Of course, there are many who contend that any hound which will run and tree a coon is entitled to the appellation "coonhound," and this argument has merit. But that brings up the question as to whether the ancestors of that particular hound were proved Coonhounds and whether his progeny will instinctively take to the trail of a coon. Breeders of the old-fashioned Black and Tan Coonhound will not dispute the point and are willing to admit that many types of hounds coming from Foxhound breeding can be trained and developed into proficient cooners and many are. But, through generations of careful breeding, using only dogs of undisputed ability as trailers, the Black-and-Tan Coonhound exponents have developed a dog which, as a breed, has a natural instinct for night hunting on coons and possums.
Comparatively little has been written about the origin of the old-fashioned Black and Tan Coonhound. The first ancestor is said to have been the now extinct Talbot hound, which came to England with William the Conqueror. It is generally conceded that the foundation stock came from the old Virginia Foxhound known locally as the "black-and-tan," many of which were used in coon hunting. Most of the old Virginia Foxhounds were black and tan in color, although among them were also reds, white-spotted, and fawns. Some of these Black and Tan Coonhounds were selected for breeding purposes, not only for their proficiency as coon hunters, but the color factor also played a part. This was not a common practice among Foxhound breeders, as color has counted but little with them. These hounds, however, were developed particularly for coon-hunting and trained in this sport for years.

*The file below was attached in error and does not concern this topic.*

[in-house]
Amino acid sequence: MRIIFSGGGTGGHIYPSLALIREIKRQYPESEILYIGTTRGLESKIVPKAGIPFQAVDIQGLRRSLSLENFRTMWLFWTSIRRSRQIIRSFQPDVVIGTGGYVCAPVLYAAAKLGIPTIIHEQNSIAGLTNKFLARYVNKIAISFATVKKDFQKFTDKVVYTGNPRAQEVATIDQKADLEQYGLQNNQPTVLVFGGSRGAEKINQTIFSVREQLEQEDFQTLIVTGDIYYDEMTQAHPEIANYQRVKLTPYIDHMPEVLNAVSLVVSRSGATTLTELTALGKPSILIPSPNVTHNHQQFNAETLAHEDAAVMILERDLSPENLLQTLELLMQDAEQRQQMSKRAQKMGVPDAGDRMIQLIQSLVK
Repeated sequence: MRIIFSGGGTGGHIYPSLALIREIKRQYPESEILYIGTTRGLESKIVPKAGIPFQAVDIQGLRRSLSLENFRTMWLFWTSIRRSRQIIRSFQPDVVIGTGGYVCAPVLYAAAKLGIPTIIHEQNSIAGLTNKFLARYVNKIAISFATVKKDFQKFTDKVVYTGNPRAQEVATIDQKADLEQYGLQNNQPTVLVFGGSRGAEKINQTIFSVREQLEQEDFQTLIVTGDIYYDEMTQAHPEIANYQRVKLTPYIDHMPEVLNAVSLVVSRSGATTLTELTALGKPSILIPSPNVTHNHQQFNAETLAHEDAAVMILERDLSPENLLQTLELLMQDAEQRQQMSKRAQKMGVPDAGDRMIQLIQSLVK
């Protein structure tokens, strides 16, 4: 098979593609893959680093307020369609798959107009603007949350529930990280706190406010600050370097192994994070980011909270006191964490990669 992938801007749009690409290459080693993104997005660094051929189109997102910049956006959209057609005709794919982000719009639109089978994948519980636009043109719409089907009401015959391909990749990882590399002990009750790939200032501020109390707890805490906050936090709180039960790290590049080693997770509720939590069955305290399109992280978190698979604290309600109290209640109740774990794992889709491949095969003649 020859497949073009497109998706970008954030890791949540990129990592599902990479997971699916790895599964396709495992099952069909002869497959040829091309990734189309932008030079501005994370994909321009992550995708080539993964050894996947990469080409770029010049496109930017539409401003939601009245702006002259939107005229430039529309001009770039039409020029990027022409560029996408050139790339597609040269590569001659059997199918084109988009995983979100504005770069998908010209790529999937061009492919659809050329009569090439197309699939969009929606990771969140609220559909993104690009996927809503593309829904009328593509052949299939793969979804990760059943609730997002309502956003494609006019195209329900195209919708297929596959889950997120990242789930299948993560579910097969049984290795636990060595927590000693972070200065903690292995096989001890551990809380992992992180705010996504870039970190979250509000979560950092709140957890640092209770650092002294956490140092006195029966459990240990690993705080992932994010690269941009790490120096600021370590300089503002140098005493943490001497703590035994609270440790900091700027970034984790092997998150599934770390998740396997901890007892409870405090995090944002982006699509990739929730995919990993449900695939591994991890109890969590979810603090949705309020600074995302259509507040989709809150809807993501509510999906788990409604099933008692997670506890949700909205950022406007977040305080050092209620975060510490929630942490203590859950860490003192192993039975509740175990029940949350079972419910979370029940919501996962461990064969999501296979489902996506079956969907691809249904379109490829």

The general appearance of the Black and Tan Coonhound is proof positive that considerable Bloodhound blood was introduced years ago, exactly how many seems unknown. Nevertheless, the blood of the Bloodhound is most obvious. Though the characteristic wrinkles are not present, the expression is more alert, the low-hung, somewhat ponderous ears and the general make-up of the dog are indicative of that cross. In fact, the Black and Tan Coonhound is frequently mistaken for a Bloodhound by those unfamiliar with both breeds. Closer inspection, however, or a side-by-side comparison, will quickly reveal the differences.